Putin’s muted response — which took White House officials by surprise — raised some officials’ suspicions that Moscow may have been promised a reprieve, and triggered a search by U.S. spy agencies for clues.

“Something happened in those 24 hours” between Obama’s announcement and Putin’s response, a former senior U.S. official said. Officials began poring over intelligence reports, intercepted communications and diplomatic cables, and saw evidence that Flynn and Kislyak had communicated by text and telephone around the time of the announcement.

Notably, Michael Flynn has denied he discussed sanctions during those calls as recently as yesterday. And he had been earlier supported in those denials by Vice President Pence, among others. In January, then Vice President-elect Pence had the following exchange with Face the Nation’s John Dickerson:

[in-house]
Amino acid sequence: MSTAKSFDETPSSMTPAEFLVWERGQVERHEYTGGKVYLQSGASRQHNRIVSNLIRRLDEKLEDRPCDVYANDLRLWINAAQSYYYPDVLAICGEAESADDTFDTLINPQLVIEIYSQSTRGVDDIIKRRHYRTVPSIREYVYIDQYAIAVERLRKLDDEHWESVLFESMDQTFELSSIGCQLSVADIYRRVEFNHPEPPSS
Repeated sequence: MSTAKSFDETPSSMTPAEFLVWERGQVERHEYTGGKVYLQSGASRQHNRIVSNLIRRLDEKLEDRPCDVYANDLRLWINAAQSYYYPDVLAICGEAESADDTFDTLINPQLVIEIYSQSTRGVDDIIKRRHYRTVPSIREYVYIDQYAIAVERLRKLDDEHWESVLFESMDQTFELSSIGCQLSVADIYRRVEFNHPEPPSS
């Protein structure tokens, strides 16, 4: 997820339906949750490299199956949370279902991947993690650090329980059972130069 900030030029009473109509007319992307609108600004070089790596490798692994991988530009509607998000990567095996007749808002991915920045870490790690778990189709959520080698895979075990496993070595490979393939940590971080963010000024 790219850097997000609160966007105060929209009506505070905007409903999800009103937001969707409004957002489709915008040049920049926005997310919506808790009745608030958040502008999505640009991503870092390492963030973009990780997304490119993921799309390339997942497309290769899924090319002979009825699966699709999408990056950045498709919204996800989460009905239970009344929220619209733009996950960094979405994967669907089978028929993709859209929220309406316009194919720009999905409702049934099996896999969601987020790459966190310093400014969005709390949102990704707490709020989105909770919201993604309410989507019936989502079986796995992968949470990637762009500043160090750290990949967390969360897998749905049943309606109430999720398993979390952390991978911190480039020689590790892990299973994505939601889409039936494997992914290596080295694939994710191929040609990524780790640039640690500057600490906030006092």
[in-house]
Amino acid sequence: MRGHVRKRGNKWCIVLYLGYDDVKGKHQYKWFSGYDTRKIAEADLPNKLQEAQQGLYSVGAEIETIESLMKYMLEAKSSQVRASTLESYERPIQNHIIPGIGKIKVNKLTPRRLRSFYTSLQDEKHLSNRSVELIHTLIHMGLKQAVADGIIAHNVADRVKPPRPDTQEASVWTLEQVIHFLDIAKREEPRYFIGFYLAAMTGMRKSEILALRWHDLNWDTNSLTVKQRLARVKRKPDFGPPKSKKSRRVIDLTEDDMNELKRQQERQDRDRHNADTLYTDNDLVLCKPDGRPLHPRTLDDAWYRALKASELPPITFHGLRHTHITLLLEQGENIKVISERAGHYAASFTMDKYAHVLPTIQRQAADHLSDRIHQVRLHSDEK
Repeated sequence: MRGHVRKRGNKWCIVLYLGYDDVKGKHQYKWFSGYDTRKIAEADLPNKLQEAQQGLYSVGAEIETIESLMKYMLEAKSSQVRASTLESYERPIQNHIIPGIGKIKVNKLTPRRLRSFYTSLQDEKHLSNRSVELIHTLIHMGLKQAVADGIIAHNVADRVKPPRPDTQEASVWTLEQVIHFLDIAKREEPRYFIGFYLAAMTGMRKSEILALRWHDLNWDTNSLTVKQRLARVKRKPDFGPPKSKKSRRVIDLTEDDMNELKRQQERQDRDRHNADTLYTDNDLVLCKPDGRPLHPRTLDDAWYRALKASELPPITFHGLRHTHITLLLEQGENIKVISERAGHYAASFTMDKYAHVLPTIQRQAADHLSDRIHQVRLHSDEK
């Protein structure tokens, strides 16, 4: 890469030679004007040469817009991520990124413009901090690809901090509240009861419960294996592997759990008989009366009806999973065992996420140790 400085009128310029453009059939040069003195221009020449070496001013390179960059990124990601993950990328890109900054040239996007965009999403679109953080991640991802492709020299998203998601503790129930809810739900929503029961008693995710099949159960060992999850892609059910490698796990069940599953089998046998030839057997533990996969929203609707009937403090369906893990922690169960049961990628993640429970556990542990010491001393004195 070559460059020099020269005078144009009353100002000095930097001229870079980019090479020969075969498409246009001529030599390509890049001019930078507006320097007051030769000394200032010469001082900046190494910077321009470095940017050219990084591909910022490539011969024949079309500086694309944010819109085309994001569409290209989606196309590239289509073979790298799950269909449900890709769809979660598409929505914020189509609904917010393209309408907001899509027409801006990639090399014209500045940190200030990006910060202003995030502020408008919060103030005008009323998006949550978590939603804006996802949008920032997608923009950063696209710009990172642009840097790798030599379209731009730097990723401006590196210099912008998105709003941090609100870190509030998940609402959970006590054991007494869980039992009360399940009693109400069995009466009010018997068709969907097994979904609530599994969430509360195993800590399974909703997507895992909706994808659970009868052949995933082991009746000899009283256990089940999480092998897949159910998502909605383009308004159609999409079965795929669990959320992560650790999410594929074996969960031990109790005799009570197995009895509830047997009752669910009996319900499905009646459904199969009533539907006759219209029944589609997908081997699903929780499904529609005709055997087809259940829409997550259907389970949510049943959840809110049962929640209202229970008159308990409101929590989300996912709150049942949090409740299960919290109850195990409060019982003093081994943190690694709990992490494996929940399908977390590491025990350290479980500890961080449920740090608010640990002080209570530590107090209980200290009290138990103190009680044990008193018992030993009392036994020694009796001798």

JOHN DICKERSON: Let me ask you about it was reported by David Ignatius that the incoming national security advisor Michael Flynn was in touch with the Russian ambassador on the day the United States government announced sanctions for Russian interference with the election. Did that contact help with that Russian kind of moderate response to it? That there was no counter-reaction from Russia. Did the Flynn conversation help pave the way for that sort of more temperate Russian response?

MIKE PENCE: I talked to General Flynn about that conversation and actually was initiated on Christmas Day he had sent a text to the Russian ambassador to express not only Christmas wishes but sympathy for the loss of life in the airplane crash that took place. It was strictly coincidental that they had a conversation. They did not discuss anything having to do with the United States’ decision to expel diplomats or impose censure against Russia.